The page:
Mmm, jerky. LOL.
Homer: Hey, uh, could you go across the street and get me a slice of pizza?
Vender: No pizza. Only Khlav Kalash.
----- Original Message ----- From: "Charles Rivard" <woofer...@sbcglobal.net>
To: "Gamers Discussion list" <gamers@audyssey.org>
Sent: Sunday, November 29, 2009 9:04 PM
Subject: Re: [Audyssey] Screen Readers and Games


I agree that, while the configuration manager is too complex, it is very
customizable.

As for hanging you out to dry, I will not buy MOTA.  Why not??  I already
did.  Ha ha.  Dang, it's going to be a great game!  The waiting is tougher
than good beef jerky!
---
In God we trust!
----- Original Message ----- From: "Thomas Ward" <thomasward1...@gmail.com>
To: "Gamers Discussion list" <gamers@audyssey.org>
Sent: Sunday, November 29, 2009 12:20 PM
Subject: [Audyssey] Screen Readers and Games


Hi Dark,

Actually, Jaws has the ability to fully customize what punctuation is
read, but it is buried very deep in the Jaws configuration manager.
Unless you are a highly skilled or advanced Jaws user you will never
find or be able to configure the punctuation exactly the way you want in
a game or any other application. That's actually one of the screen
reader's major short comings. The configuration manager has a lot of
advanced and powerful features, but most of the Jaws users I know or
have met aren't aware of what features are actually in the configuration
manager, and a few are a bit intimidated about the amount of options in
there. You know, "I better not mess with it or I'll break it," type fear
people have about any piece of complicated software. I think it is too
complex and overly bloated for your average home user when it comes to
actually using the configuration manager.

Window Eyes is much more user friendly in that from the Window Eyes
control panel you have various pulldown menus along the menu bar such as
File, Screen, Mouse, Keyboard, Global, etc that are easy to find and
just as easy to configure. When done just save the set file. There is no
need to dig through a complicated configuration manager just to find a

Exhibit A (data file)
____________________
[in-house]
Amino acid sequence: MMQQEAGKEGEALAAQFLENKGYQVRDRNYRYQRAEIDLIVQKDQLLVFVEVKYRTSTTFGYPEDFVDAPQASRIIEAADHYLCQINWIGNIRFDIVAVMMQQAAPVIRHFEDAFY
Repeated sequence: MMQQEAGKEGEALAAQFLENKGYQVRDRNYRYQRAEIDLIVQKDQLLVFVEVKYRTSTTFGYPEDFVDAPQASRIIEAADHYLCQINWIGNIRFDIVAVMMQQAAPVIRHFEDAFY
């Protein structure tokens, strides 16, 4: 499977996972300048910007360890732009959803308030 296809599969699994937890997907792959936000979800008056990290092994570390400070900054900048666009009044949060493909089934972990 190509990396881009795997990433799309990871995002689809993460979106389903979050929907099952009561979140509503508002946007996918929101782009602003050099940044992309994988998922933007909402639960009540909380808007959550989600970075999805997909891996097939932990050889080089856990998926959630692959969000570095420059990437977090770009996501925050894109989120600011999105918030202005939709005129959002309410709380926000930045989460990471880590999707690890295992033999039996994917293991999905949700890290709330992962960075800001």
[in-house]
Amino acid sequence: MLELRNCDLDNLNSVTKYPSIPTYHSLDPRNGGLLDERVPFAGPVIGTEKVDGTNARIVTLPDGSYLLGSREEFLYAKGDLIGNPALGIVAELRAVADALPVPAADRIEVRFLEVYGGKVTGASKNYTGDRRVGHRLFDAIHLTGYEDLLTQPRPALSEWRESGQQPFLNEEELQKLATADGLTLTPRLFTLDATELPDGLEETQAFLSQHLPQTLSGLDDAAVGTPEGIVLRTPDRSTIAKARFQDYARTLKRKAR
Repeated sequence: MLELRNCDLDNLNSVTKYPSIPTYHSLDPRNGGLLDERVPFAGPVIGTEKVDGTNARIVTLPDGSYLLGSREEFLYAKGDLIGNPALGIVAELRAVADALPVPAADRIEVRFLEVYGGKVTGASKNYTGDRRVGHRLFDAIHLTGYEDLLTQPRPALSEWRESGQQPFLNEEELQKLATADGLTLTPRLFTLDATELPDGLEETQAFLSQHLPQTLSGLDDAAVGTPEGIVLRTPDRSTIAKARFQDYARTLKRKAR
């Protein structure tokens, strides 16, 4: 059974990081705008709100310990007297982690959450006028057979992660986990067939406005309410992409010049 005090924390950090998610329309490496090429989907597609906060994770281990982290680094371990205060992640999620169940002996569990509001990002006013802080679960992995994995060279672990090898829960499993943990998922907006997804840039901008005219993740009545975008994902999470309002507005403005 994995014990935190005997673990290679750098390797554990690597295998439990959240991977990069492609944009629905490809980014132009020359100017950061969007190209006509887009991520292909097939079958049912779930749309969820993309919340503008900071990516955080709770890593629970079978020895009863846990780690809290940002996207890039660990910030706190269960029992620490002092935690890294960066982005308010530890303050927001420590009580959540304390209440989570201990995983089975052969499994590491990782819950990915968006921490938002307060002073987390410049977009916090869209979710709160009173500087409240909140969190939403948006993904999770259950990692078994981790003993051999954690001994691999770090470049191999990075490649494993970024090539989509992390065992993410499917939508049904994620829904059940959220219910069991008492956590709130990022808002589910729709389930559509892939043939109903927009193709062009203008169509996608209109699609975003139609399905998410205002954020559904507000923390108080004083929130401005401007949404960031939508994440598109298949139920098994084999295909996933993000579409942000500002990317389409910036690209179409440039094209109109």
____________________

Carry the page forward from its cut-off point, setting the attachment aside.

certain check box, or a series of check boxes, to do this or that.

Anyway, I'm sure a few Jaws users are about to hang me out to dry for
knocking their beloved screen reader, but I'm merely calling them as I
see them. I've found Window Eyes a much easier product to configure for
interactive fiction games, muds, whatever than Jaws. It seams every time
I want to specifically configure the punctuation to speak these symbols
and not these symbols I have to plow through an endless amount of dialog
boxes and check boxes to get it setup correctly for my needs. That's why
I find it a more unwieldy and overly complex screen reader for my tastes.

dark wrote:
That is probably true Bryan, I've noticed that some people tend to
assume every person using a screen reader will automatically use Jaws.

I was for instance a trifle irritated when during one of my first
experiments with muds, I wrote to the admins of Alterean to get things
working, ---- and they sent me a link to some Jaws script files,
despite the fact that i'd clearly stated in my E-mail I was using Hal.

i must confess, during my one try out with jaws, I wasn't a fan, but
given the amount of time I've used Hal that's not surprising, ---- and
I'm fairly certain there are people who would say the same thing upon
trying Hal after using another screen reader.

One option I missed for instance, ---- was Hal's ability to customize
what punctuation is read when.

i have Hal for instance set to read all punctuation when reviewing via
arrow keys, ---- sinse that's what I use when editing, ---- some
punctuation when typing so i can remember sentence structure, ---- and
none at all when i'm reading using continuous document read, ---- sinse the last thing I want to here in a text adventure, story, --- or
even someone's post or E-mail is constant repeats of period comma or
dash.

I was a litle bothered that Jaws didn't have these options, sinse I
rely on them for a lot of things i do involving text, --- in fact
without them I'm not sure if I would be quite as much a fan of text
adventures and gamebooks as I am now.

As I said this isn't intended as a Jaws bash, or a Hal promo, ---- merely noting things I've got used to having in hal which I'd miss in
another program.

Beware the grue!

Dark.

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